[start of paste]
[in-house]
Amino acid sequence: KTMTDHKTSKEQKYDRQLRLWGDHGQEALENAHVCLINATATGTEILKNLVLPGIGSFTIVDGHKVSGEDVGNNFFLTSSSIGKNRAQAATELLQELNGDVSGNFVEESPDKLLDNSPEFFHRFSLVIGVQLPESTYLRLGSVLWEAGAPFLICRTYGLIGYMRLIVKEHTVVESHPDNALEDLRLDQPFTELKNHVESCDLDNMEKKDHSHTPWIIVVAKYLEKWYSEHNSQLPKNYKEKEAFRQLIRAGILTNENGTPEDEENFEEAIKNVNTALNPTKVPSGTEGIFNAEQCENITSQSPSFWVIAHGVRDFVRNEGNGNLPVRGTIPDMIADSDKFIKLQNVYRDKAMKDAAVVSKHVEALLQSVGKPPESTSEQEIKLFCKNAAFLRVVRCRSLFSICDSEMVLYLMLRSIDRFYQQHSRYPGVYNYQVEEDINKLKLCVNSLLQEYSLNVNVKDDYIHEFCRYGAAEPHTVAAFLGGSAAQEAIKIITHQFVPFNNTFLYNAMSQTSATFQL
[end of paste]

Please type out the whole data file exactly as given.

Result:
[in-house]
Amino acid sequence: KTMTDHKTSKEQKYDRQLRLWGDHGQEALENAHVCLINATATGTEILKNLVLPGIGSFTIVDGHKVSGEDVGNNFFLTSSSIGKNRAQAATELLQELNGDVSGNFVEESPDKLLDNSPEFFHRFSLVIGVQLPESTYLRLGSVLWEAGAPFLICRTYGLIGYMRLIVKEHTVVESHPDNALEDLRLDQPFTELKNHVESCDLDNMEKKDHSHTPWIIVVAKYLEKWYSEHNSQLPKNYKEKEAFRQLIRAGILTNENGTPEDEENFEEAIKNVNTALNPTKVPSGTEGIFNAEQCENITSQSPSFWVIAHGVRDFVRNEGNGNLPVRGTIPDMIADSDKFIKLQNVYRDKAMKDAAVVSKHVEALLQSVGKPPESTSEQEIKLFCKNAAFLRVVRCRSLFSICDSEMVLYLMLRSIDRFYQQHSRYPGVYNYQVEEDINKLKLCVNSLLQEYSLNVNVKDDYIHEFCRYGAAEPHTVAAFLGGSAAQEAIKIITHQFVPFNNTFLYNAMSQTSATFQL